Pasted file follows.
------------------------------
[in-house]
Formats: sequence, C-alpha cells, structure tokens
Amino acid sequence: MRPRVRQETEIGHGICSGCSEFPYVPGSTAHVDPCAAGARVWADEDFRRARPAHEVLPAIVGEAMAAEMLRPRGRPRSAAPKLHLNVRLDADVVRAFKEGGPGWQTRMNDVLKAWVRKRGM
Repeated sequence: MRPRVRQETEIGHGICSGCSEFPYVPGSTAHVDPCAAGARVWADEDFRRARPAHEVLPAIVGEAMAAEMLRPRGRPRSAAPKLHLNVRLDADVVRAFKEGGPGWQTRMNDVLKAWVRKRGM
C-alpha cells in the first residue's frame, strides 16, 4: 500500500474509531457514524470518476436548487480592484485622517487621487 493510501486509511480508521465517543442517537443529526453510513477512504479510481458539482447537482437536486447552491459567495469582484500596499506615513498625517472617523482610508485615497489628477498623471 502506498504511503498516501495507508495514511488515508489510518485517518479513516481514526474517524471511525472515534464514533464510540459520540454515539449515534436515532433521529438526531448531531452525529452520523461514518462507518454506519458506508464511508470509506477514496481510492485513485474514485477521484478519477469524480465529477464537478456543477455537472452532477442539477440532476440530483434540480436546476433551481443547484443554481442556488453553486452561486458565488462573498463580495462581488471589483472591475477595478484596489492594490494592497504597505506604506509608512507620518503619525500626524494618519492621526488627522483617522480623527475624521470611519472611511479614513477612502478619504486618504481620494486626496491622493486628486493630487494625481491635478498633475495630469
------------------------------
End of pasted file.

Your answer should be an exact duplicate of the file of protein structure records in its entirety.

[in-house]
Formats: sequence, C-alpha cells, structure tokens
Amino acid sequence: MRPRVRQETEIGHGICSGCSEFPYVPGSTAHVDPCAAGARVWADEDFRRARPAHEVLPAIVGEAMAAEMLRPRGRPRSAAPKLHLNVRLDADVVRAFKEGGPGWQTRMNDVLKAWVRKRGM
Repeated sequence: MRPRVRQETEIGHGICSGCSEFPYVPGSTAHVDPCAAGARVWADEDFRRARPAHEVLPAIVGEAMAAEMLRPRGRPRSAAPKLHLNVRLDADVVRAFKEGGPGWQTRMNDVLKAWVRKRGM
C-alpha cells in the first residue's frame, strides 16, 4: 500500500474509531457514524470518476436548487480592484485622517487621487 493510501486509511480508521465517543442517537443529526453510513477512504479510481458539482447537482437536486447552491459567495469582484500596499506615513498625517472617523482610508485615497489628477498623471 502506498504511503498516501495507508495514511488515508489510518485517518479513516481514526474517524471511525472515534464514533464510540459520540454515539449515534436515532433521529438526531448531531452525529452520523461514518462507518454506519458506508464511508470509506477514496481510492485513485474514485477521484478519477469524480465529477464537478456543477455537472452532477442539477440532476440530483434540480436546476433551481443547484443554481442556488453553486452561486458565488462573498463580495462581488471589483472591475477595478484596489492594490494592497504597505506604506509608512507620518503619525500626524494618519492621526488627522483617522480623527475624521470611519472611511479614513477612502478619504486618504481620494486626496491622493486628486493630487494625481491635478498633475495630469